Tuesday, September 11, 2007

Game 146: Red Sox as Tragedy

Final Score: Boston Red Sox 16, Tampa Bay Devil Rays 10

After Pedroia hit the home run that finally tied the game in the sixth inning, I called up Robin, who was busy dominating a trivia night at a bar, and compared this game to a Greek tragedy, a comparison stemming from the progression of stages in the classic tragic form, proceeding from the Aristotelian mistake (starting a seemingly ailing Wakefield, Wakefield's lifeless knuckleball, etc.) to the dramatic change in fortune (the comeback). Then we left the canon a bit for the glorious surmounting of all difficulties (Pedroia's homer; Youkilis's go-ahead triple) and resultant victory, but by that point it was clear to all we were witnessing sport as theater - and it was damn good.

The first stage was full of enough hubris to give income to whole host of book-writing, finger-wagging moralists, who would be happy to trot out all kinds of clich├ęs about egg counting and chicken hatching. However, to expect any less of Wakefield would be inexcusable; the man dominates that team with a vengeance. True, he's more likely to hold them hitless in the Trop than at Fenway (which makes me wonder what his career would have been like had he been a Devil Ray), but the safe money was on a close game between the reliable Wakefield and Rays starter Sonnanstine, who had an ERA of around 1.50 in his last three starts.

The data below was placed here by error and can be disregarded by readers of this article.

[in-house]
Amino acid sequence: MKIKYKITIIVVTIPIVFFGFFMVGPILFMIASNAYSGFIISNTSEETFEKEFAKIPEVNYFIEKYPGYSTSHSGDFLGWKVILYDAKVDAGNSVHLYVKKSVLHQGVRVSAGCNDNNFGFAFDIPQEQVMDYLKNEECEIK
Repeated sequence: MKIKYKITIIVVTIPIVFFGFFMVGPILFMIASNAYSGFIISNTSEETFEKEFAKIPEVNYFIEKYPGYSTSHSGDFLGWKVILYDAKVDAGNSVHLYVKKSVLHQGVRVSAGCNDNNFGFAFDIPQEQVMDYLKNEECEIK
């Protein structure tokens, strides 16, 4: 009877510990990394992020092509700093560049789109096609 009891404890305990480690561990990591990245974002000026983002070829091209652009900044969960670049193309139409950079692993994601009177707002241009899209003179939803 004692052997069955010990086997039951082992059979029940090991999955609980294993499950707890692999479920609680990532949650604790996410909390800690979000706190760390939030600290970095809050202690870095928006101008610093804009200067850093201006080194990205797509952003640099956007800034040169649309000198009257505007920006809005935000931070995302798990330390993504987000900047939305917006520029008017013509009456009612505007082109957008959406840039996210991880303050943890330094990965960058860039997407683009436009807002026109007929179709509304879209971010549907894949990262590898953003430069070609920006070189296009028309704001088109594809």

Of course, safe money was wrong money tonight and as the full extent of the damage unfolded, I will confess to more than a little frustration at the situation. Scott Kazmir is one thing, but losing to the worst team in baseball two nights in a row at home is a disgrace for any team with playoff pretensions. Ellsbury's home run in the third shone a small ray of hope and made Sonnanstine a more human target, but the Rays quickly extinguished that hope by doubling their score in the top of the next inning. Hopelessness settled in and settling for another loss seemed likely.

The transition to the second stage, the change in fortune, came slowly, as the Red Sox slowly drove the Rays' starter to the showers by singling him to death. Four runs score and the light of hope flickers. Tampa Bay answers with another run in the fifth, but Boston comes roaring back with another four in the bottom of the inning and pulls the seemingly insurmountable lead down to one run. There's momentum now and with four innings to go, the truth is inescapable: the Red Sox are going to win this game, no matter how many times Rays manager Joe Maddon stumps out to the mound, looking like he wished he'd never heard of baseball, to switch relievers in an effort to put out the fire.

Boston can't get it done in the fifth, but Dustin Pedroia takes the third pitch he sees in the sixth and hammers it into the Monster Seats to tie things up. Single, single and a walk follow and with do-or-die on the line, Youkilis comes through, just like we knew he would, and drives a ball to the left of the triangle for a bases-clearing triple. Boston's finally back in the driver's seat, avenging the dearth of runs last night and the humiliation of tonight's early setbacks by piling on sixteen runs in five straight innings. They pulled off one hell of a win tonight and left no doubt as to how these games should end.